Fantastic Fest 2010: Stake Land review

Contributor; Reykjavik, Iceland
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Fantastic Fest 2010: Stake Land review

In the world painted in Jim Mickle's Stake Land, society has crumbled because of an outbreak of a vampire virus that turn people in to blood thirsty and mindless monsters.

Survivors wander the land searching for food and shelter while others have decided that this outbreak is the work of God and try to spread the infection along with a good dose of religious extremism.

We follow Martin, a young man who's parents and sibling were slaughtered by a vampire creature. He was rescued by a man we only know as Mister, a crusty bastard who has no patience for kindness and has a rather low outlook on life. He becomes Martin's Mr. Miyagi of sorts, teaching him how to dispose of vamps and how to survive in the wild while they drive up north to the fabled New Eden.

On the way the team get in to some wacky adventures and pick up a few stragglers on the way, rescue a nun from rapists, get kidnapped by a group of religious nutters and fight of vampires dropped from the sky from helicopters. 

There have been comparisons to The Road and Zombieland made and I can see that, especially The Road. The vampires are more like monsters rather than the elegant emos we usually get, disfigured  and mindless creatures that think of nothing other than to drain you of blood. The atmosphere is good, with Mickle using back roads and sparsely populated areas to portray the desolated world the characters live in. The tension is strong and Mickle and co create genuine dread with many of the horror scenes, with a good sound design giving it an extra push and Ryan Samul's cinematography making all look very pretty in a gritty and grimy way.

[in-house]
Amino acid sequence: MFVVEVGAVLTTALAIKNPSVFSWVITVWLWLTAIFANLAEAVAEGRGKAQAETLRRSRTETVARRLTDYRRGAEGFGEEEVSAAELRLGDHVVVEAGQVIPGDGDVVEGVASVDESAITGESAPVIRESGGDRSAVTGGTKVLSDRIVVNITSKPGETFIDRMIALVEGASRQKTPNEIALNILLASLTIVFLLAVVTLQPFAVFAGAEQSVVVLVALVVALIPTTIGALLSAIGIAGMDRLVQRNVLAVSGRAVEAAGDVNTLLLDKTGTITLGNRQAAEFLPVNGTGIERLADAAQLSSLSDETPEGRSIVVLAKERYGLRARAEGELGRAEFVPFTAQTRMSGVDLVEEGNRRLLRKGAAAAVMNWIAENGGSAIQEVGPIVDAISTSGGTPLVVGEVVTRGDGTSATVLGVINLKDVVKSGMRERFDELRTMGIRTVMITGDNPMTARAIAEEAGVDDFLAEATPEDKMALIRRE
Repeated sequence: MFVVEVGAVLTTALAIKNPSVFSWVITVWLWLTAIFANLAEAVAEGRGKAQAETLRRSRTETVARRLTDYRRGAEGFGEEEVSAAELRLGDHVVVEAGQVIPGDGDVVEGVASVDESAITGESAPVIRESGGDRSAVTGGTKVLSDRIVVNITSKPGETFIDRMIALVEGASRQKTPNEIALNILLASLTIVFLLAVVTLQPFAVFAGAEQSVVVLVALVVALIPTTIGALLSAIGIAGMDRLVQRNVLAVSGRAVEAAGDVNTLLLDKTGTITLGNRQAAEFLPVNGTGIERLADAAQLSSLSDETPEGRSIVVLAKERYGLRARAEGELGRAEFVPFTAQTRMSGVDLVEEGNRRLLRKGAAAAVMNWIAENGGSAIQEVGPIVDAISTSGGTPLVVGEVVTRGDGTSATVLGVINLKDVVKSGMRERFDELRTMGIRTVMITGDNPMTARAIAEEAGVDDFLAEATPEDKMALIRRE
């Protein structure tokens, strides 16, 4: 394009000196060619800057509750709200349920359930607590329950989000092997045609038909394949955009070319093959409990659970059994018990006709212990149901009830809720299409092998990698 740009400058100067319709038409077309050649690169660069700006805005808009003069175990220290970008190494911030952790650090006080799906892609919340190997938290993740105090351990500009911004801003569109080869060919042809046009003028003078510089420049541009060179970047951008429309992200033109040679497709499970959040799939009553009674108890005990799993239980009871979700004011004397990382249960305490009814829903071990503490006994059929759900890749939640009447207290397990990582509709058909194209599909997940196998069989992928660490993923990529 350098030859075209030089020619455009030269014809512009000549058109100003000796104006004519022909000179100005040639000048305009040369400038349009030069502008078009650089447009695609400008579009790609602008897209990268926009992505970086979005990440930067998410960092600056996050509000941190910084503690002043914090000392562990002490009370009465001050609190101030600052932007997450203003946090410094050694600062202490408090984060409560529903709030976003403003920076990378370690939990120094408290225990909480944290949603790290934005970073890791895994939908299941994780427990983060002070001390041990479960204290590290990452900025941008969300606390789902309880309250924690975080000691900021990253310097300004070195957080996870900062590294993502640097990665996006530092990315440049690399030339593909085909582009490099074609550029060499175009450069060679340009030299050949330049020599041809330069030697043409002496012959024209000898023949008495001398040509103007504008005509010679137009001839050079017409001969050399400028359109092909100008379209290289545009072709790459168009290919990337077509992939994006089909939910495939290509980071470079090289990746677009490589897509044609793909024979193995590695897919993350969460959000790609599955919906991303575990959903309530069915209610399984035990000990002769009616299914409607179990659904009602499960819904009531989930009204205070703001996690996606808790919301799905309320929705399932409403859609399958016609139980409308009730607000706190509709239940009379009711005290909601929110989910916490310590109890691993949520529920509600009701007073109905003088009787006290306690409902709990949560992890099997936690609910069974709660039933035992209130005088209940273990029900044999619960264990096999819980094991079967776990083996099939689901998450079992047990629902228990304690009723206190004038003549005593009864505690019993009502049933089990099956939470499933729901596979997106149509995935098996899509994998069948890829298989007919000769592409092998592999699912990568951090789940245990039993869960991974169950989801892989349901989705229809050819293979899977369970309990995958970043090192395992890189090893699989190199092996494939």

The cast all do a good job, Connor Paolo goes from a 90 pound weakling to a bad ass that holds his own under the supervision of that grumpy old bastard Nick Damici. 

Danielle Harris, Kelly McGillis and Sean Nelson round up the cast with good performances. The script is strong on character and the action is spread well throughout. I've read that some find the film a bit slow but that's hogwash. I'm a fan of slow burners so if the characters are interesting and well played a film can be as long as it wants.

Now I haven't seen Mickle's first feature Mulberry Street, even though it's been sitting on my shelf for quite a while so I can't really say how he has evolved as a filmmaker since that. But I can say for sure that he knows what he wants and he knows how to put it up on screen. Stake Land delivers on almost all levels, there is a scene near the end that I felt was quite unnecessary and really made no sense in terms of what had gone on before and feels like it was something put in there to please the mainstream audience.

But aside from that Stake Land is a blood soaked apocalyptic vampire western that is sure to become a classic. I look forward to see more of Mickle in the future. 

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